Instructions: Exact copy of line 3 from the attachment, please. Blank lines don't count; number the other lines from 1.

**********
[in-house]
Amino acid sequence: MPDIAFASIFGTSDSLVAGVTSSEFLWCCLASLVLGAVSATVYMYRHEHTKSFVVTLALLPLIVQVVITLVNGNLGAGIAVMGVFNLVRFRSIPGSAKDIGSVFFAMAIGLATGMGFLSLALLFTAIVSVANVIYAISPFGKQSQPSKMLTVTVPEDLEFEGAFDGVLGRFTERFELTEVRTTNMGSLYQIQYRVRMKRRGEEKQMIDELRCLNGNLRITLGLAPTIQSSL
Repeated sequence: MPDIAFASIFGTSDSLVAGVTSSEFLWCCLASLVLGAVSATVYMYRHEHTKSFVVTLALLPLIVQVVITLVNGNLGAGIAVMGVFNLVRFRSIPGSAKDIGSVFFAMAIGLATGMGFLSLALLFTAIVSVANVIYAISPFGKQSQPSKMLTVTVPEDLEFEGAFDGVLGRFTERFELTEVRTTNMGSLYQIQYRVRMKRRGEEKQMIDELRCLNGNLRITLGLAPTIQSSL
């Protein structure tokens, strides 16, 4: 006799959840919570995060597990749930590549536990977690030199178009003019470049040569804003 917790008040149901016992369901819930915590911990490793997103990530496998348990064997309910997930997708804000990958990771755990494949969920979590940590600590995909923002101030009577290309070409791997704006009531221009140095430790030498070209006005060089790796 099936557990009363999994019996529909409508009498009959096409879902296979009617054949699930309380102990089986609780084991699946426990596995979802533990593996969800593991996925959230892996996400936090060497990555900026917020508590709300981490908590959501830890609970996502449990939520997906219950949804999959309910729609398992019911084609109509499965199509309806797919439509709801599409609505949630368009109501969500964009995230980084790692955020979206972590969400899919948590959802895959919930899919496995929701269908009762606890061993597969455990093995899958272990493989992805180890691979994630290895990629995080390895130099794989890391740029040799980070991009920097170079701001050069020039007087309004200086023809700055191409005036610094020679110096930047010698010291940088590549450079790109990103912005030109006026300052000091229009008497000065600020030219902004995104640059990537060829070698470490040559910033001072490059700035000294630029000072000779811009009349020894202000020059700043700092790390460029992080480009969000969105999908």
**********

Repeated sequence: MPDIAFASIFGTSDSLVAGVTSSEFLWCCLASLVLGAVSATVYMYRHEHTKSFVVTLALLPLIVQVVITLVNGNLGAGIAVMGVFNLVRFRSIPGSAKDIGSVFFAMAIGLATGMGFLSLALLFTAIVSVANVIYAISPFGKQSQPSKMLTVTVPEDLEFEGAFDGVLGRFTERFELTEVRTTNMGSLYQIQYRVRMKRRGEEKQMIDELRCLNGNLRITLGLAPTIQSSL